Children who experience parental divorce are less likely to marry heterosexually than those growing up in intact families; however, little is known about other childhood factors affecting marital choices. We studied childhood correlates of first marriages (heterosexual since 1970, homosexual since 1989) in a national cohort of 2 million 18–49 year-old Danes. In multivariate analyses, persons born in the capital area were significantly less likely to marry heterosexually, but more likely to marry homosexually, than their rural-born peers. Heterosexual marriage was significantly linked to having young parents, small age differences between parents, stable parental relationships, large sibships, and late birth order. For men, homosexual marriage was associated with having older mothers, divorced parents, absent fathers, and being the youngest child. For women, maternal death during adolescence and being the only or youngest child or the only girl in the family increased the likelihood of homosexual marriage. Our study provides population-based, prospective evidence that childhood family experiences are important determinants of heterosexual and homosexual marriage decisions in adulthood.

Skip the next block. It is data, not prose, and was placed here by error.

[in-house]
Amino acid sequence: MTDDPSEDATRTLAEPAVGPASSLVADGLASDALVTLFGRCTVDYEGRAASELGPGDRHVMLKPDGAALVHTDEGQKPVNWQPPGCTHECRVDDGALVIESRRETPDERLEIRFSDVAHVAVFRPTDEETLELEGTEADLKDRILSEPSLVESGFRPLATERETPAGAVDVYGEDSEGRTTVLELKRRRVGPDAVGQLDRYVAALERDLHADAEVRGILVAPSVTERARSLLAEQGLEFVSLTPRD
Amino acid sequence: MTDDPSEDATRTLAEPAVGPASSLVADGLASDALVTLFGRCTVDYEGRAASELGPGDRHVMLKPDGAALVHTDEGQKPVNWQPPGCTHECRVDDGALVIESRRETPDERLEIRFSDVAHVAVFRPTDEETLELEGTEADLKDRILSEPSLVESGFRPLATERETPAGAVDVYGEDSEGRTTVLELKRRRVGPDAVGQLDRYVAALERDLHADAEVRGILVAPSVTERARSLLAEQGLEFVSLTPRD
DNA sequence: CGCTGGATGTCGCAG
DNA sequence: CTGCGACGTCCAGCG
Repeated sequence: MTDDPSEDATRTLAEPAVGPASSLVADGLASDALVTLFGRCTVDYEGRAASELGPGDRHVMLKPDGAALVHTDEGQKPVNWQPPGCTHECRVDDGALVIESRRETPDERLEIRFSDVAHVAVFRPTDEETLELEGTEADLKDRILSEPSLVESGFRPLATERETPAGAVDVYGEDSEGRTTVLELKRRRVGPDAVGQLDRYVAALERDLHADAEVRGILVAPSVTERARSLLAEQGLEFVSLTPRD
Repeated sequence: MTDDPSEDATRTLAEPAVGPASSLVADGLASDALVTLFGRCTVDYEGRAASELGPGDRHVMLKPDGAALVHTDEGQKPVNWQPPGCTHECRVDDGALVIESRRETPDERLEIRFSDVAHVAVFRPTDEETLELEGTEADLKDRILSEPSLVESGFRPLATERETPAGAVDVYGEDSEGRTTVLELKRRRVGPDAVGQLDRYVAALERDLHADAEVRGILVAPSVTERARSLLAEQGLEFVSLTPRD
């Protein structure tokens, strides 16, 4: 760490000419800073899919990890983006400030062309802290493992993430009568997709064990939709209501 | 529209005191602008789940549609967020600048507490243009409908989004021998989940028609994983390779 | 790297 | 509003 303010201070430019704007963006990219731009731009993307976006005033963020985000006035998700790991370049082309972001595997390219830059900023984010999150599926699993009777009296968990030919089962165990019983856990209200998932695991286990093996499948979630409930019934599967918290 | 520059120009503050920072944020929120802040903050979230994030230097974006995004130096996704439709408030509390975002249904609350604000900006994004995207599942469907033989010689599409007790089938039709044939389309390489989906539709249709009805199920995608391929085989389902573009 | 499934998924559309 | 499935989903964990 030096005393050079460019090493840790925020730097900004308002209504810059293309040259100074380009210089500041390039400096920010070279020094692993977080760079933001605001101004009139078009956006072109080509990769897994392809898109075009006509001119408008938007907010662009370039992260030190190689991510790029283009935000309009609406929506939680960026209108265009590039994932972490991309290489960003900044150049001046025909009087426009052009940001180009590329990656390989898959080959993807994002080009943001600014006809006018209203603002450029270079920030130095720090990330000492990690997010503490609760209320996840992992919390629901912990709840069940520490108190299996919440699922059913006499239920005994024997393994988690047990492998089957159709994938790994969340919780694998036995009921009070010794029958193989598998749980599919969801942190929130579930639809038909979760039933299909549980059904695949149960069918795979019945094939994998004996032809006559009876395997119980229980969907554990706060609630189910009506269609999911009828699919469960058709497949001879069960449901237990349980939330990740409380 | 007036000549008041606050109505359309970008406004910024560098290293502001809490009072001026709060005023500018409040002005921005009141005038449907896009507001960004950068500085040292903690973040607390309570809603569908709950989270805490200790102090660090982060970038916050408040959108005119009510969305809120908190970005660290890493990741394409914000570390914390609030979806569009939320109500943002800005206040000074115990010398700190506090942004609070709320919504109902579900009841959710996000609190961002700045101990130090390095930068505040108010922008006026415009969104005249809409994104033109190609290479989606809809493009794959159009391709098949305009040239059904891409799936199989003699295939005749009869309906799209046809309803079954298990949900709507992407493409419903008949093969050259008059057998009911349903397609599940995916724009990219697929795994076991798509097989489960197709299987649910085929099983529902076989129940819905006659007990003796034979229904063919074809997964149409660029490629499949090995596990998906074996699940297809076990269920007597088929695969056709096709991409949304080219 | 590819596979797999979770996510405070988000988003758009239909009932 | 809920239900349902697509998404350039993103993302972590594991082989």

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We thank R. J. Biggar, H. Hjalgrim, and K. Rostgaard for helpful advice.
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Frisch, M., Hviid, A. Childhood Family Correlates of Heterosexual and Homosexual Marriages: A National Cohort Study of Two Million Danes. Arch Sex Behav 35, 533–547 (2006). https://doi.org/10.1007/s10508-006-9062-2
- Cohort studies